“It was such a politically charged environment,” Alvey said. “I wanted to keep politics out of it as much as possible.”

About a quarter of Wyandote County’s population is black, and voters have elected a similar percentage of black commissioners since 2005. Elway lost re-election last year to Tyrone Garner, who became the community’s first black mayor. Garner, who previously served as deputy police chief, ran for office on a police reform platform. He also announced a new committee to look into policing practices, which he said – unlike his predecessor group – craft proposals for the city to vote on. The committee held introductory meetings last month.

Garner’s ideas about the community and the policing have been shaped by his years as a police officer. Early in his career, a black police chief told him how minority officers were previously not allowed to arrest or interact with white residents. Such stories prompted Garner to focus on how allies spoke about minority police leaders and officers.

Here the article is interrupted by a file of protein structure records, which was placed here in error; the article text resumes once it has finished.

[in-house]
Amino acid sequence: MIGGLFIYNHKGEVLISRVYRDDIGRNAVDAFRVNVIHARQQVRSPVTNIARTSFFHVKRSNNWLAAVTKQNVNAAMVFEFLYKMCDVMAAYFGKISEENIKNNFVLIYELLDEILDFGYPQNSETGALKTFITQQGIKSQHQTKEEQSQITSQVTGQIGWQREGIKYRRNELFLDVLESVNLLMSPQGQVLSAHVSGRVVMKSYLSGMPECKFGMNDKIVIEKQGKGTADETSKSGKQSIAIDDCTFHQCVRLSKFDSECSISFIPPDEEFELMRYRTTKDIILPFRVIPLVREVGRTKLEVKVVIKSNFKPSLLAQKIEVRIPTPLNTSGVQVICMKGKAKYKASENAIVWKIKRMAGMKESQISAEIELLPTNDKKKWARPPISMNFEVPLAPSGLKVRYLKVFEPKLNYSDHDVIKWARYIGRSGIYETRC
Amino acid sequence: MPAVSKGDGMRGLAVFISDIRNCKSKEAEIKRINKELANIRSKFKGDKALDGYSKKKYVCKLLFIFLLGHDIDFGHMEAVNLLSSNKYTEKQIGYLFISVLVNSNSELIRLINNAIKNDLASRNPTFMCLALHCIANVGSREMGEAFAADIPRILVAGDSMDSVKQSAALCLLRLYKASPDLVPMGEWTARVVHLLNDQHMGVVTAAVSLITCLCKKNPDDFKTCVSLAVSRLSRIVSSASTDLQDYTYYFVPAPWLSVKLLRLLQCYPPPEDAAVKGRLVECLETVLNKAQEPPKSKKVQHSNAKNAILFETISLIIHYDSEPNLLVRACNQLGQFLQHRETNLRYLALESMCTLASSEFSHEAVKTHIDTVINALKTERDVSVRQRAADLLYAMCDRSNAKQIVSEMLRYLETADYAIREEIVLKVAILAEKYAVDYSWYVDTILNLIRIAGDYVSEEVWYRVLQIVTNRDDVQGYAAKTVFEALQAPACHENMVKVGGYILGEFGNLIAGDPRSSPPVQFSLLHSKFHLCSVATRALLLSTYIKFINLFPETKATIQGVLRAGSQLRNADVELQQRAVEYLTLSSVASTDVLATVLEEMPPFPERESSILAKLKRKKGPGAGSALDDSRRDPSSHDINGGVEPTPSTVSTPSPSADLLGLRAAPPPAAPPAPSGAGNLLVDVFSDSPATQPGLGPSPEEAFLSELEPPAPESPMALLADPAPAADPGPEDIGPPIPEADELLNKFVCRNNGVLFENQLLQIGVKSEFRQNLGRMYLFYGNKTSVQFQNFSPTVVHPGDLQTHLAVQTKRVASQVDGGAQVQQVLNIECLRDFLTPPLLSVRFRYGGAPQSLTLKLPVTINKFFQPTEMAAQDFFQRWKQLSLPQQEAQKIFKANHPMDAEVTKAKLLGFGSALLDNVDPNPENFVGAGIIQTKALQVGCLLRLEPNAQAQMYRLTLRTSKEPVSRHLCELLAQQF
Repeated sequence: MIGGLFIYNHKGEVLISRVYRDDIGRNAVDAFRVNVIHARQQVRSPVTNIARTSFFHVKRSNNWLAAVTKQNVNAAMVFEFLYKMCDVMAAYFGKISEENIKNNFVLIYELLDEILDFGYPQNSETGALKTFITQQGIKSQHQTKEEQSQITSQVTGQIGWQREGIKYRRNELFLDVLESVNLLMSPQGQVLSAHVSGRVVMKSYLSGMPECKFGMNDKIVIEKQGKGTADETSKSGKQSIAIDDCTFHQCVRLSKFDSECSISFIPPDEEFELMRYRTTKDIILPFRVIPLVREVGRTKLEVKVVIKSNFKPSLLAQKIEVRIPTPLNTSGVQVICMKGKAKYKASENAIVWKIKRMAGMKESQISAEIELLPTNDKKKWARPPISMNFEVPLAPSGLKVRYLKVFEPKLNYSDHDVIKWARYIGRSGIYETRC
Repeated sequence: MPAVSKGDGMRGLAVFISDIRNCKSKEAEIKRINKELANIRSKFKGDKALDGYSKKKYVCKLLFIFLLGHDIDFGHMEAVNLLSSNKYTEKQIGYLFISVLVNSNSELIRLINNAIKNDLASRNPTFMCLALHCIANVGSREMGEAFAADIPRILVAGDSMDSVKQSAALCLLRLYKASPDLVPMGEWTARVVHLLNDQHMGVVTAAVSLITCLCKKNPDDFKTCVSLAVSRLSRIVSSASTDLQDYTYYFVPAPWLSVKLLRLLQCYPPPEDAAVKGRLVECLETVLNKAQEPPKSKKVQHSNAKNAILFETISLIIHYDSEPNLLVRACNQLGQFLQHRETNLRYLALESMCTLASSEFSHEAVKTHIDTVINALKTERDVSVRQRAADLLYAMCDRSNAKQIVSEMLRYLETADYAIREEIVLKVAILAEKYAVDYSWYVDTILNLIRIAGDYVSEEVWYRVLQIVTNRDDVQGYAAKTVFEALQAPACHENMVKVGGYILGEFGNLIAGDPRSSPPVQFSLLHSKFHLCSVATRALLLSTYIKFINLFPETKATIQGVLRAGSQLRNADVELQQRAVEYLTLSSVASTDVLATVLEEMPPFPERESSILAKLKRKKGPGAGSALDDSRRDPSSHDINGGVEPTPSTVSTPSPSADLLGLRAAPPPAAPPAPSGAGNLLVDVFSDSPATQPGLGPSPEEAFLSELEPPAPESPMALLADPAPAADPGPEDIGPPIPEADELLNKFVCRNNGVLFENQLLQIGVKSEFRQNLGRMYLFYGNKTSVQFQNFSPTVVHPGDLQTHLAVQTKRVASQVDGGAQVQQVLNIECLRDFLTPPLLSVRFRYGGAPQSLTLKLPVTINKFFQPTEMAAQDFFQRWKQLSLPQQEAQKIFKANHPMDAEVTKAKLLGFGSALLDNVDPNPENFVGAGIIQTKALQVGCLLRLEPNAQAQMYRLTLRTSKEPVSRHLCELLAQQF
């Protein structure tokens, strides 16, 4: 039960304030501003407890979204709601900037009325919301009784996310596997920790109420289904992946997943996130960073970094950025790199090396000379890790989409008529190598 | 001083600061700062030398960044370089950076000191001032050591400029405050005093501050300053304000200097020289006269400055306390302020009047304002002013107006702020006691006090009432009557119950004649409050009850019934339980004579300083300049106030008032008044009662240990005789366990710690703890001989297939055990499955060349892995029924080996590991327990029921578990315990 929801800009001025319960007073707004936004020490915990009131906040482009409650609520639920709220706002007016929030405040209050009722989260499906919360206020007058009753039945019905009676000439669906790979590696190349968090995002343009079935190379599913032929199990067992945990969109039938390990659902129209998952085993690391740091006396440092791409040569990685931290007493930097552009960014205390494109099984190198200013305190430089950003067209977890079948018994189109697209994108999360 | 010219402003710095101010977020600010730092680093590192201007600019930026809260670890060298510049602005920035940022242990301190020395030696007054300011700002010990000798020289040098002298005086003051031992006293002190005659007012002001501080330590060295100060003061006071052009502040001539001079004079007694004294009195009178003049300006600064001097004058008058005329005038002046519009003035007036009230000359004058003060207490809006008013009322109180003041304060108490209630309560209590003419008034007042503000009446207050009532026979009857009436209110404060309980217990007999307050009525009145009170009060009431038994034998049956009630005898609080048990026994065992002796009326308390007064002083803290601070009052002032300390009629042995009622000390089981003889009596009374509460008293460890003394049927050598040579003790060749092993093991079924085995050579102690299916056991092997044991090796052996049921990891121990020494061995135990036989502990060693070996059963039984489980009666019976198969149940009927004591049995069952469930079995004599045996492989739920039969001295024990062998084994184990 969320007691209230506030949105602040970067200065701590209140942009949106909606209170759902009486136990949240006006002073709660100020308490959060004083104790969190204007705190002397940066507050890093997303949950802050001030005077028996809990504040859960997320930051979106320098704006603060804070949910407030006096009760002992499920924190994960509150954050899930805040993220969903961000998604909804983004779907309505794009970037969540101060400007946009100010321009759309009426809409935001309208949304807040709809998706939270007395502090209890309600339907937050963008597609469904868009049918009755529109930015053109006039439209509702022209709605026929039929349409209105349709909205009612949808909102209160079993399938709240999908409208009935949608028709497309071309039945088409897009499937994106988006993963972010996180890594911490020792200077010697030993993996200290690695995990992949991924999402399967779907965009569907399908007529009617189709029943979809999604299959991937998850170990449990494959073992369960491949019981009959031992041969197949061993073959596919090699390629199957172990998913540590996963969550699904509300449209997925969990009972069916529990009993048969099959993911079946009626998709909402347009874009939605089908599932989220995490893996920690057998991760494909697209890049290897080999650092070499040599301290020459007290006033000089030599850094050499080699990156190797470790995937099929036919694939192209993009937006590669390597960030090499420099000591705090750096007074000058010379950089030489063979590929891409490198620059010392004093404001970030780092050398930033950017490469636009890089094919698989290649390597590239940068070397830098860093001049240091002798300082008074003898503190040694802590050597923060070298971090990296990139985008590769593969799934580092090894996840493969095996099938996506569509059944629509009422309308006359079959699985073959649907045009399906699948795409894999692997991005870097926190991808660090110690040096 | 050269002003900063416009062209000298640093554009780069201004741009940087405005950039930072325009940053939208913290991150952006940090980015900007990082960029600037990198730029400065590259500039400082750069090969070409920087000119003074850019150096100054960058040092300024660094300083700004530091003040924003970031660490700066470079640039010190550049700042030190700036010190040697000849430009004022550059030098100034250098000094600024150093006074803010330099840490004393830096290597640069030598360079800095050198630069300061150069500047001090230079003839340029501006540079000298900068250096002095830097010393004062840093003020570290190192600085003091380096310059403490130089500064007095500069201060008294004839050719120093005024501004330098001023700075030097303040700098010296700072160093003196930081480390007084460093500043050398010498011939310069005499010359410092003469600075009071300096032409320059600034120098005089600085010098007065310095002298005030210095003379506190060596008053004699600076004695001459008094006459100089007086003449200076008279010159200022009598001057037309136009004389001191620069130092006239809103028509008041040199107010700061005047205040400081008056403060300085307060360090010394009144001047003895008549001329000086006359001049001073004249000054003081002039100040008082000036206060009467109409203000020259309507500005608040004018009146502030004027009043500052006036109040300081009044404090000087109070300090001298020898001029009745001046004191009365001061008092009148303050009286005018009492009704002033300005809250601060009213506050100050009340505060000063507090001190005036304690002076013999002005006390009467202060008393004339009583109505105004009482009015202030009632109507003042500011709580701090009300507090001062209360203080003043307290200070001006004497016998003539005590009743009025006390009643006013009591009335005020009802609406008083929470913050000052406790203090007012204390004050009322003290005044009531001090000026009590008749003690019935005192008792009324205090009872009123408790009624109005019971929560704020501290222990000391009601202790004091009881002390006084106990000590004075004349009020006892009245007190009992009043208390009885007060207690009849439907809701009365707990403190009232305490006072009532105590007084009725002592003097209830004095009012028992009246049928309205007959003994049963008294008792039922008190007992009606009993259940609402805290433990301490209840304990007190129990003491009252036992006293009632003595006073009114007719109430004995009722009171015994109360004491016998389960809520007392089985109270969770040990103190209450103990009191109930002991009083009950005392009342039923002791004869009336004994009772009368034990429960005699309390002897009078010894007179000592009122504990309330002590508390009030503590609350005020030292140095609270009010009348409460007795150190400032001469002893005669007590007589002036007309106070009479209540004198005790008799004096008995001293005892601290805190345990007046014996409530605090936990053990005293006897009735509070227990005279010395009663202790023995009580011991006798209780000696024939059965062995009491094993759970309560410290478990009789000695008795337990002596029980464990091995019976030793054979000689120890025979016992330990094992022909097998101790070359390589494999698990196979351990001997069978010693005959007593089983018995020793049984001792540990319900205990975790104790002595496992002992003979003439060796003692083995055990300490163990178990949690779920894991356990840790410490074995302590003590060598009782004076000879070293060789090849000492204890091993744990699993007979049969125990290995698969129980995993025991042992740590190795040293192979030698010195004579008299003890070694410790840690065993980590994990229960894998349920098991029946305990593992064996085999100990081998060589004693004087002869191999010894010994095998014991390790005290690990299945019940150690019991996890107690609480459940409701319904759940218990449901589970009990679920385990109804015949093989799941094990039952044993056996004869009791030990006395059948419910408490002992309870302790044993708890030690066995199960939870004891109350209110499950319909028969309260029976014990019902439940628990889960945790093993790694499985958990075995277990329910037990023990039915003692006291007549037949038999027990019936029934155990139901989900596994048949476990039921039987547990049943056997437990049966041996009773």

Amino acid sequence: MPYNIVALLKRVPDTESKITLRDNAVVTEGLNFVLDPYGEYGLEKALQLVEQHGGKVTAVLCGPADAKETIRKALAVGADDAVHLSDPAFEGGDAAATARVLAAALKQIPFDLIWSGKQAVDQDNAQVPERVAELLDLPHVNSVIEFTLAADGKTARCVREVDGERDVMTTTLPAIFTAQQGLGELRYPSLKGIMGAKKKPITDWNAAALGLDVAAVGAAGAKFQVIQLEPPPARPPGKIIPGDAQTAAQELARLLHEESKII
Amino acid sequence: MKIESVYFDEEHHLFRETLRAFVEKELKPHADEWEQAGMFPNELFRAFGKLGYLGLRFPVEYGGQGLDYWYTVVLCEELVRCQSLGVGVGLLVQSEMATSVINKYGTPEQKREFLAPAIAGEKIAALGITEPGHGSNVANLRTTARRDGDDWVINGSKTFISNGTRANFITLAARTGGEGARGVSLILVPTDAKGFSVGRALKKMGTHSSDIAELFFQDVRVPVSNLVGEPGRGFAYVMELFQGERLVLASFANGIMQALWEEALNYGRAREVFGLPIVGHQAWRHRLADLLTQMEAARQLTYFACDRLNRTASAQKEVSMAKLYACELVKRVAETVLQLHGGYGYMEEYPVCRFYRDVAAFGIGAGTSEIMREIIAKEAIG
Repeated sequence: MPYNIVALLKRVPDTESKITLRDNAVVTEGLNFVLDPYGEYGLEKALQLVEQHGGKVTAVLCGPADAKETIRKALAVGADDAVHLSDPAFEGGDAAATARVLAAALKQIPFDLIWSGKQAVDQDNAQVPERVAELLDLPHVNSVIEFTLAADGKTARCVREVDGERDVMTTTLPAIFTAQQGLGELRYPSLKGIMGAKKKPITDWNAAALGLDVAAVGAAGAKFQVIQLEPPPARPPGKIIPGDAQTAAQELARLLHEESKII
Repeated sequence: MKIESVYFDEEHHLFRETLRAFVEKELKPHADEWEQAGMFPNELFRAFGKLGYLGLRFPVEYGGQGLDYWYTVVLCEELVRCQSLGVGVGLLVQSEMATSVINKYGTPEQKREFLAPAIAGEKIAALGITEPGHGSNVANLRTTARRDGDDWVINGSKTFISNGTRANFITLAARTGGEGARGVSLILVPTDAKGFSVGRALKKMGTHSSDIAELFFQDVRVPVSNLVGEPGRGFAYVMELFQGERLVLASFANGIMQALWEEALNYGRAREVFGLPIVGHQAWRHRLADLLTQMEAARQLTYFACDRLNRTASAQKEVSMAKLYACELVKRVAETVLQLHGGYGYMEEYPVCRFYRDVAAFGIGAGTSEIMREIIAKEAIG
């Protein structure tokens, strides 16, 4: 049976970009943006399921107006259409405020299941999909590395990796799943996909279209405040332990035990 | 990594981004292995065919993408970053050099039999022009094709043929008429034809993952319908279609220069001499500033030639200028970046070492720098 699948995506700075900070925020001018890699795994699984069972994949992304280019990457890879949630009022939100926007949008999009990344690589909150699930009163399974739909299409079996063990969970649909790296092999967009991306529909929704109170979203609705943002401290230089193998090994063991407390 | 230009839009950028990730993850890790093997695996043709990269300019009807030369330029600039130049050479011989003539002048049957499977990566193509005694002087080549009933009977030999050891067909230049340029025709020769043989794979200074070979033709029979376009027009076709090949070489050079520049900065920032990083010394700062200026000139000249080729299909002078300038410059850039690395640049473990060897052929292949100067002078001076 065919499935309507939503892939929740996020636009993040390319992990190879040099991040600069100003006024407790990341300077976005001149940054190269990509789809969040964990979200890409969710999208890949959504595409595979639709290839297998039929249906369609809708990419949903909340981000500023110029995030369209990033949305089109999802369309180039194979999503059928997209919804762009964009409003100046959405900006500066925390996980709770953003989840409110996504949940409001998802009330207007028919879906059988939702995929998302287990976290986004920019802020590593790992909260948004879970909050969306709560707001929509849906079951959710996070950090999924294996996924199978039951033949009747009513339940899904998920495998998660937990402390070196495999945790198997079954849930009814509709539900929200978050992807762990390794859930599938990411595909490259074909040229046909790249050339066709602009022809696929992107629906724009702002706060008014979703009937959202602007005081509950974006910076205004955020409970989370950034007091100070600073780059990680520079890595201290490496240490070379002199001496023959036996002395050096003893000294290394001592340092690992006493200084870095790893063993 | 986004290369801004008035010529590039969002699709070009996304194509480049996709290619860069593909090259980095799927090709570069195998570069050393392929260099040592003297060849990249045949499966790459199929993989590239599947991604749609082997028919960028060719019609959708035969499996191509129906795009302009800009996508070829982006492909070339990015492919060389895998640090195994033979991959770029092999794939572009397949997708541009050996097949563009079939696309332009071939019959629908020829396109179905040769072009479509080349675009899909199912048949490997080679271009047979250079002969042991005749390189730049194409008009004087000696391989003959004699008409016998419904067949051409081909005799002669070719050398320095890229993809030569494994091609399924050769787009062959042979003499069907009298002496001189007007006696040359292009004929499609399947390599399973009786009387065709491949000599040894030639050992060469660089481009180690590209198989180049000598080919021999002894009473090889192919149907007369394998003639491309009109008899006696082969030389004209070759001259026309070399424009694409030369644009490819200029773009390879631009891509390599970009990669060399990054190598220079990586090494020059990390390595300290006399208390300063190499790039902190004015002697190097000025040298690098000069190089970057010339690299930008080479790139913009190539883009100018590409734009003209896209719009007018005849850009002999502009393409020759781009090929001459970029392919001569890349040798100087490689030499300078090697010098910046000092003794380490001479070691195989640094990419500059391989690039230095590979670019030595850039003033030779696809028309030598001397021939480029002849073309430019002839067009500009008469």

Among other things, Garner hopes his new task force will consider the need for an outside law enforcement agency to investigate police misconduct.

Discussions are ongoing in other Kansas communities. In Topeka, a task force set up by a former mayor is reviewing police policies in response to proposals to ban chokeholds, prevent officers from firing at suspects who run away and set up an independent investigation agency to investigate allegations of police misconduct. Citizens Panel. The group has been meeting for almost two years and has not made any recommendations to the city council.